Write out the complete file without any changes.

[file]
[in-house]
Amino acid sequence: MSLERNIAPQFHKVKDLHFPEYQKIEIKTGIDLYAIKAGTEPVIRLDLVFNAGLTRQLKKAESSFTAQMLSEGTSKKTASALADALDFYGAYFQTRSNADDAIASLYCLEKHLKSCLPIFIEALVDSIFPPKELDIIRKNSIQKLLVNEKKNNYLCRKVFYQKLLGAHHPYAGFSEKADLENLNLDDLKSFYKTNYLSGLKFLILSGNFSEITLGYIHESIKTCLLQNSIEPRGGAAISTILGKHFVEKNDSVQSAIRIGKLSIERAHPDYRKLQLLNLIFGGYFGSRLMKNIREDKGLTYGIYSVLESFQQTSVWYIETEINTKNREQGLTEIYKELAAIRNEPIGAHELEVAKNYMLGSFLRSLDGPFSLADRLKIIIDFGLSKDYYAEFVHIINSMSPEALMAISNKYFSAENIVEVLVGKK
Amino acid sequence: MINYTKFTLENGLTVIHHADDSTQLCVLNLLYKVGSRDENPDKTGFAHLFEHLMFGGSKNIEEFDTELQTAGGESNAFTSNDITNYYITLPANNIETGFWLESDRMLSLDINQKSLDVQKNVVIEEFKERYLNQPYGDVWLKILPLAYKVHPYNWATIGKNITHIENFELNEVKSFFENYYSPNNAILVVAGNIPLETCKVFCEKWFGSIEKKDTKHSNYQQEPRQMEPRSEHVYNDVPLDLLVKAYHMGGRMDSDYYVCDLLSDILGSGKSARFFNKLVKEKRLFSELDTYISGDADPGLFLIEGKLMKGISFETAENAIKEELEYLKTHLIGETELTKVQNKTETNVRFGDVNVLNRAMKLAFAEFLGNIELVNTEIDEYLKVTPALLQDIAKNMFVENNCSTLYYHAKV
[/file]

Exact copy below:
[in-house]
Amino acid sequence: MSLERNIAPQFHKVKDLHFPEYQKIEIKTGIDLYAIKAGTEPVIRLDLVFNAGLTRQLKKAESSFTAQMLSEGTSKKTASALADALDFYGAYFQTRSNADDAIASLYCLEKHLKSCLPIFIEALVDSIFPPKELDIIRKNSIQKLLVNEKKNNYLCRKVFYQKLLGAHHPYAGFSEKADLENLNLDDLKSFYKTNYLSGLKFLILSGNFSEITLGYIHESIKTCLLQNSIEPRGGAAISTILGKHFVEKNDSVQSAIRIGKLSIERAHPDYRKLQLLNLIFGGYFGSRLMKNIREDKGLTYGIYSVLESFQQTSVWYIETEINTKNREQGLTEIYKELAAIRNEPIGAHELEVAKNYMLGSFLRSLDGPFSLADRLKIIIDFGLSKDYYAEFVHIINSMSPEALMAISNKYFSAENIVEVLVGKK
Amino acid sequence: MINYTKFTLENGLTVIHHADDSTQLCVLNLLYKVGSRDENPDKTGFAHLFEHLMFGGSKNIEEFDTELQTAGGESNAFTSNDITNYYITLPANNIETGFWLESDRMLSLDINQKSLDVQKNVVIEEFKERYLNQPYGDVWLKILPLAYKVHPYNWATIGKNITHIENFELNEVKSFFENYYSPNNAILVVAGNIPLETCKVFCEKWFGSIEKKDTKHSNYQQEPRQMEPRSEHVYNDVPLDLLVKAYHMGGRMDSDYYVCDLLSDILGSGKSARFFNKLVKEKRLFSELDTYISGDADPGLFLIEGKLMKGISFETAENAIKEELEYLKTHLIGETELTKVQNKTETNVRFGDVNVLNRAMKLAFAEFLGNIELVNTEIDEYLKVTPALLQDIAKNMFVENNCSTLYYHAKV